Friday afternoon in the site office of Wates’ East Surrey College in Redhill, and the company’s deputy chairman is paying one of his regular calls. There’s a bit of rather strained banter as James Wates, regional director Kevin Scott (pictured below right), and site manager Nick Dwyer swap notes. Legendary old colleagues are invoked, the smell of wet concrete is eulogised, and the existential hell of being locked on a never-ending circuit of the M25 is shared.
But all the driving, early starts and inconvenience are deemed worthwhile. “I love the first hour on site – I get to work at 7am out of choice,” says Dwyer. “By 8am, you’re on top of things, before all the alligators start snapping at your heels.” Wates, who takes up office as CIOB president later this month, nods in recognition and approval.
Then the trio and CM take a walk around the nearly-completed project – for a reminder of what it’s really all about. The design-and-build facility features a top-lit atrium ringed by generous walkways, giving onto teaching spaces with windows wide enough for everyone to see what’s going on. It’s the kind of project that can raise the quality of life for everyone who spends time there. But it’s also the kind of project the industry will be delivering rather fewer of in the coming years, as the public spending tap is turned off with a firm twist of the coalition wrist.
Unless, that is, the construction industry can communicate that prioritising capital spend on construction will help build the stronger society and more prosperous economy the government wants. That investment in construction sends ripples of training opportunities into the local community, and has a domino effect on employment and tax revenue, from the professional services sector to product manufacturing. To a government staring down the barrel of a £156bn deficit, it’s a tough message to get across.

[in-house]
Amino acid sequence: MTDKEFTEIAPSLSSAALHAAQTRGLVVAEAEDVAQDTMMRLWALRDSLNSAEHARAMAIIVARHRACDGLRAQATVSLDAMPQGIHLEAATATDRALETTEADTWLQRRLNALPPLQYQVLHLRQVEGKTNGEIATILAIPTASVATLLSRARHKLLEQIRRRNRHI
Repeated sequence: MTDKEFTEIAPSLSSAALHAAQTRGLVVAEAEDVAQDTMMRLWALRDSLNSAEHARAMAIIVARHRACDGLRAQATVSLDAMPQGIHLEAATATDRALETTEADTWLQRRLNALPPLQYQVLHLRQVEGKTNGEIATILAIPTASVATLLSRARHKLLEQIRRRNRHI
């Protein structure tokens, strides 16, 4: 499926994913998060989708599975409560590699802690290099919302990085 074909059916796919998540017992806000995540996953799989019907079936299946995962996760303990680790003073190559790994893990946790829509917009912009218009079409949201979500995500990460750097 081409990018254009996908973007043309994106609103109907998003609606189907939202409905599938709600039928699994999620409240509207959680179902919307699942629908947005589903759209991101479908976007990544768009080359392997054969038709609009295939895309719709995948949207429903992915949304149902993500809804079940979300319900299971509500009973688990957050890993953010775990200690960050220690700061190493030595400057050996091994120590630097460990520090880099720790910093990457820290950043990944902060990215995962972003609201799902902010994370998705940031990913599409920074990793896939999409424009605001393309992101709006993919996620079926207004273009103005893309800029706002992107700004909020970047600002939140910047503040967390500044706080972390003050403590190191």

But there couldn’t be a more qualified messenger than Wates. As well as his role as CIOB president, he’s also chairman of the UK Contractors Group, and vice chairman of the CBI Construction Council. As the newly appointed chairman of CITB-Construction Skills, taking over from Sir Michael Latham, he has a direct influence on the skills and training agenda that is so close to the industry’s heart (and the government’s policy agenda). With all this time spent round committee tables, he estimates that he splits his time between Wates and the wider industry on a 50:50 ratio.
In other words, there’s no one in a better position to pull the levers that can influence change in the industry, or voice what it’s saying to the outside world. “Wearing my different hats, I have to try to get the industry a bit more joined up. I’ll be talking to [ConstructionSkills chief executive] Mark Farrar, Chris Blythe and [UK CG chief executive] Stephen Ratcliffe. If I’m able to get them to join up [on certain initiatives], that can only be a good thing for the industry,” he says.
But one key message he’ll be taking to government is that of “quid pro quid” – if it provides a construction-friendly economy, the industry can provide further efficiency gains. It’s a familiar cry, echoing through the Latham Report, Egan report and the Movement for Innovation. But never has it been made during such an economic impasse, when his prediction that a further 10-15% could be cut (from projects where contractors have design responsibility) will surely win a keen audience.